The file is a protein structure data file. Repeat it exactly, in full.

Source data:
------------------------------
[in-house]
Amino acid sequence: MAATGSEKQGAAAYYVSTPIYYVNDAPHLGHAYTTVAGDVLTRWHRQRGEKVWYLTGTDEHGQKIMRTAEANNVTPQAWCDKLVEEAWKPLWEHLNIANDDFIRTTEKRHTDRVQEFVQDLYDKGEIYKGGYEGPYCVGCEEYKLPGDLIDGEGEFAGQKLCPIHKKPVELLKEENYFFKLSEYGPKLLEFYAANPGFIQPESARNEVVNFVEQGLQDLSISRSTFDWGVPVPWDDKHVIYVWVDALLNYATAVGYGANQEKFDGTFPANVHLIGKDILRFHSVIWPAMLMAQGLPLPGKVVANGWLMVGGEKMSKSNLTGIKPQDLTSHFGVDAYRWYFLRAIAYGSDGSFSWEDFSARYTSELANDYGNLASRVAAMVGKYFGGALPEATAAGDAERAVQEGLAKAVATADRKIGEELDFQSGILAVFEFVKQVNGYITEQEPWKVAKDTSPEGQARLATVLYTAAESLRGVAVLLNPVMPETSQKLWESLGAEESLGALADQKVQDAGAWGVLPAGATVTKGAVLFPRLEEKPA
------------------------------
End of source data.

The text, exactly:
[in-house]
Amino acid sequence: MAATGSEKQGAAAYYVSTPIYYVNDAPHLGHAYTTVAGDVLTRWHRQRGEKVWYLTGTDEHGQKIMRTAEANNVTPQAWCDKLVEEAWKPLWEHLNIANDDFIRTTEKRHTDRVQEFVQDLYDKGEIYKGGYEGPYCVGCEEYKLPGDLIDGEGEFAGQKLCPIHKKPVELLKEENYFFKLSEYGPKLLEFYAANPGFIQPESARNEVVNFVEQGLQDLSISRSTFDWGVPVPWDDKHVIYVWVDALLNYATAVGYGANQEKFDGTFPANVHLIGKDILRFHSVIWPAMLMAQGLPLPGKVVANGWLMVGGEKMSKSNLTGIKPQDLTSHFGVDAYRWYFLRAIAYGSDGSFSWEDFSARYTSELANDYGNLASRVAAMVGKYFGGALPEATAAGDAERAVQEGLAKAVATADRKIGEELDFQSGILAVFEFVKQVNGYITEQEPWKVAKDTSPEGQARLATVLYTAAESLRGVAVLLNPVMPETSQKLWESLGAEESLGALADQKVQDAGAWGVLPAGATVTKGAVLFPRLEEKPA